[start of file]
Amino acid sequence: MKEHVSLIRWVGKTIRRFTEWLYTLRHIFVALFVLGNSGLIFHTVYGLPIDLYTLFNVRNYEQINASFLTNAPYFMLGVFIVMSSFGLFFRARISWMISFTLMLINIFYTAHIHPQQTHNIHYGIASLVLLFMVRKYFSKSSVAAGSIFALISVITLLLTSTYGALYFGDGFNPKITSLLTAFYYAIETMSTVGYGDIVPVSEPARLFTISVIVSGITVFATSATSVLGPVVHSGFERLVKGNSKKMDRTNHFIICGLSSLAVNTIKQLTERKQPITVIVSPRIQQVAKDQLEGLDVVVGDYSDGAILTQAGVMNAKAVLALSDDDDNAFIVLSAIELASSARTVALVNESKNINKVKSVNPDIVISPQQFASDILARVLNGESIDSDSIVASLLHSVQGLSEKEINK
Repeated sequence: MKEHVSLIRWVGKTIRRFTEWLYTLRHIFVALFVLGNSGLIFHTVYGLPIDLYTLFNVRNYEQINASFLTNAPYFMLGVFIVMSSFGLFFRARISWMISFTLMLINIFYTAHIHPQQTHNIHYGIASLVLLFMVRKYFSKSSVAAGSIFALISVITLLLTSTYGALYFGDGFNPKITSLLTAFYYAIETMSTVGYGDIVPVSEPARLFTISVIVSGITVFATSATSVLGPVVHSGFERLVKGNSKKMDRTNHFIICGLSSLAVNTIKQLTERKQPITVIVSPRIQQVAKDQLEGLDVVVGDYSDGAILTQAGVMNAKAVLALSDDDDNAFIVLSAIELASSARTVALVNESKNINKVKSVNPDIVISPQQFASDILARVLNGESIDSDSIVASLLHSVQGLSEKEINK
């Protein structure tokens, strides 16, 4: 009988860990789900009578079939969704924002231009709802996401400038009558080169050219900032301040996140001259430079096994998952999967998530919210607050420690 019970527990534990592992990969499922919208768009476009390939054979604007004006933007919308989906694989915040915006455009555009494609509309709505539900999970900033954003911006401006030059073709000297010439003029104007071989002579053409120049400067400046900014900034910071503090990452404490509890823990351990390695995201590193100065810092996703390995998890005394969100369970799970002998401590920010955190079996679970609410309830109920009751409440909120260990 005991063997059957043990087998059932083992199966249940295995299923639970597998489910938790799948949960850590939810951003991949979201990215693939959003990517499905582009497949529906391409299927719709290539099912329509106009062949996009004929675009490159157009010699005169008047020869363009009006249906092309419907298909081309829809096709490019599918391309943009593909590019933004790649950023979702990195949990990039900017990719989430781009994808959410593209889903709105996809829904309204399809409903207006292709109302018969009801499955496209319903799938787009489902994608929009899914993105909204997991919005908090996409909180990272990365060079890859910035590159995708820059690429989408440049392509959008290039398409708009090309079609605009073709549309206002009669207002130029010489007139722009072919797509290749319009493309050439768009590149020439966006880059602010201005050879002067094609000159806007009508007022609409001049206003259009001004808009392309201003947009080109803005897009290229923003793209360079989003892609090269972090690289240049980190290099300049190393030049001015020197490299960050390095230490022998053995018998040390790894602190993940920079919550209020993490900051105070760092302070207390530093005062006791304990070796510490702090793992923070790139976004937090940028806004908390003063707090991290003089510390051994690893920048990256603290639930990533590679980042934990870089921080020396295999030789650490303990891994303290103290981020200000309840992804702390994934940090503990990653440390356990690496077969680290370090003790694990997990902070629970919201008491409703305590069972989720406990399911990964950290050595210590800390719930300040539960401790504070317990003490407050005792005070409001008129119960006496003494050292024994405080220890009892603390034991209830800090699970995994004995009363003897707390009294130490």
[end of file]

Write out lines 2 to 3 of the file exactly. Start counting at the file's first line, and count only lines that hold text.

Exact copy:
Repeated sequence: MKEHVSLIRWVGKTIRRFTEWLYTLRHIFVALFVLGNSGLIFHTVYGLPIDLYTLFNVRNYEQINASFLTNAPYFMLGVFIVMSSFGLFFRARISWMISFTLMLINIFYTAHIHPQQTHNIHYGIASLVLLFMVRKYFSKSSVAAGSIFALISVITLLLTSTYGALYFGDGFNPKITSLLTAFYYAIETMSTVGYGDIVPVSEPARLFTISVIVSGITVFATSATSVLGPVVHSGFERLVKGNSKKMDRTNHFIICGLSSLAVNTIKQLTERKQPITVIVSPRIQQVAKDQLEGLDVVVGDYSDGAILTQAGVMNAKAVLALSDDDDNAFIVLSAIELASSARTVALVNESKNINKVKSVNPDIVISPQQFASDILARVLNGESIDSDSIVASLLHSVQGLSEKEINK
């Protein structure tokens, strides 16, 4: 009988860990789900009578079939969704924002231009709802996401400038009558080169050219900032301040996140001259430079096994998952999967998530919210607050420690 019970527990534990592992990969499922919208768009476009390939054979604007004006933007919308989906694989915040915006455009555009494609509309709505539900999970900033954003911006401006030059073709000297010439003029104007071989002579053409120049400067400046900014900034910071503090990452404490509890823990351990390695995201590193100065810092996703390995998890005394969100369970799970002998401590920010955190079996679970609410309830109920009751409440909120260990 005991063997059957043990087998059932083992199966249940295995299923639970597998489910938790799948949960850590939810951003991949979201990215693939959003990517499905582009497949529906391409299927719709290539099912329509106009062949996009004929675009490159157009010699005169008047020869363009009006249906092309419907298909081309829809096709490019599918391309943009593909590019933004790649950023979702990195949990990039900017990719989430781009994808959410593209889903709105996809829904309204399809409903207006292709109302018969009801499955496209319903799938787009489902994608929009899914993105909204997991919005908090996409909180990272990365060079890859910035590159995708820059690429989408440049392509959008290039398409708009090309079609605009073709549309206002009669207002130029010489007139722009072919797509290749319009493309050439768009590149020439966006880059602010201005050879002067094609000159806007009508007022609409001049206003259009001004808009392309201003947009080109803005897009290229923003793209360079989003892609090269972090690289240049980190290099300049190393030049001015020197490299960050390095230490022998053995018998040390790894602190993940920079919550209020993490900051105070760092302070207390530093005062006791304990070796510490702090793992923070790139976004937090940028806004908390003063707090991290003089510390051994690893920048990256603290639930990533590679980042934990870089921080020396295999030789650490303990891994303290103290981020200000309840992804702390994934940090503990990653440390356990690496077969680290370090003790694990997990902070629970919201008491409703305590069972989720406990399911990964950290050595210590800390719930300040539960401790504070317990003490407050005792005070409001008129119960006496003494050292024994405080220890009892603390034991209830800090699970995994004995009363003897707390009294130490």